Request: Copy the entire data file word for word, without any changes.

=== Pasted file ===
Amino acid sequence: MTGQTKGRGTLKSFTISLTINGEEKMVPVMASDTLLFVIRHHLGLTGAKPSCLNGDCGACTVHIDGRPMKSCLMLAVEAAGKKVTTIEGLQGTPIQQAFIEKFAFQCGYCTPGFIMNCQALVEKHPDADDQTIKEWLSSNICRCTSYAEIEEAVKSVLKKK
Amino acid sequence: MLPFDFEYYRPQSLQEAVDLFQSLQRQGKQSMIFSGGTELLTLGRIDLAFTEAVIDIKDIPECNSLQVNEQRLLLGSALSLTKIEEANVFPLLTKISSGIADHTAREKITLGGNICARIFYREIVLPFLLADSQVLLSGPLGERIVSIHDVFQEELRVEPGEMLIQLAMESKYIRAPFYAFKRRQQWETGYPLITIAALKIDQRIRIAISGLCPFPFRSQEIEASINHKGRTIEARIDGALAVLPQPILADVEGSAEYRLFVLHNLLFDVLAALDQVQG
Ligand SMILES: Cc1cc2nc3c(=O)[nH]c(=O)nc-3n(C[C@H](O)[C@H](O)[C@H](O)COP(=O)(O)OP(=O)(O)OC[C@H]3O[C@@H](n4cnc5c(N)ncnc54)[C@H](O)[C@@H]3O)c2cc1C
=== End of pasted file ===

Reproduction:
Amino acid sequence: MTGQTKGRGTLKSFTISLTINGEEKMVPVMASDTLLFVIRHHLGLTGAKPSCLNGDCGACTVHIDGRPMKSCLMLAVEAAGKKVTTIEGLQGTPIQQAFIEKFAFQCGYCTPGFIMNCQALVEKHPDADDQTIKEWLSSNICRCTSYAEIEEAVKSVLKKK
Amino acid sequence: MLPFDFEYYRPQSLQEAVDLFQSLQRQGKQSMIFSGGTELLTLGRIDLAFTEAVIDIKDIPECNSLQVNEQRLLLGSALSLTKIEEANVFPLLTKISSGIADHTAREKITLGGNICARIFYREIVLPFLLADSQVLLSGPLGERIVSIHDVFQEELRVEPGEMLIQLAMESKYIRAPFYAFKRRQQWETGYPLITIAALKIDQRIRIAISGLCPFPFRSQEIEASINHKGRTIEARIDGALAVLPQPILADVEGSAEYRLFVLHNLLFDVLAALDQVQG
Ligand SMILES: Cc1cc2nc3c(=O)[nH]c(=O)nc-3n(C[C@H](O)[C@H](O)[C@H](O)COP(=O)(O)OP(=O)(O)OC[C@H]3O[C@@H](n4cnc5c(N)ncnc54)[C@H](O)[C@@H]3O)c2cc1C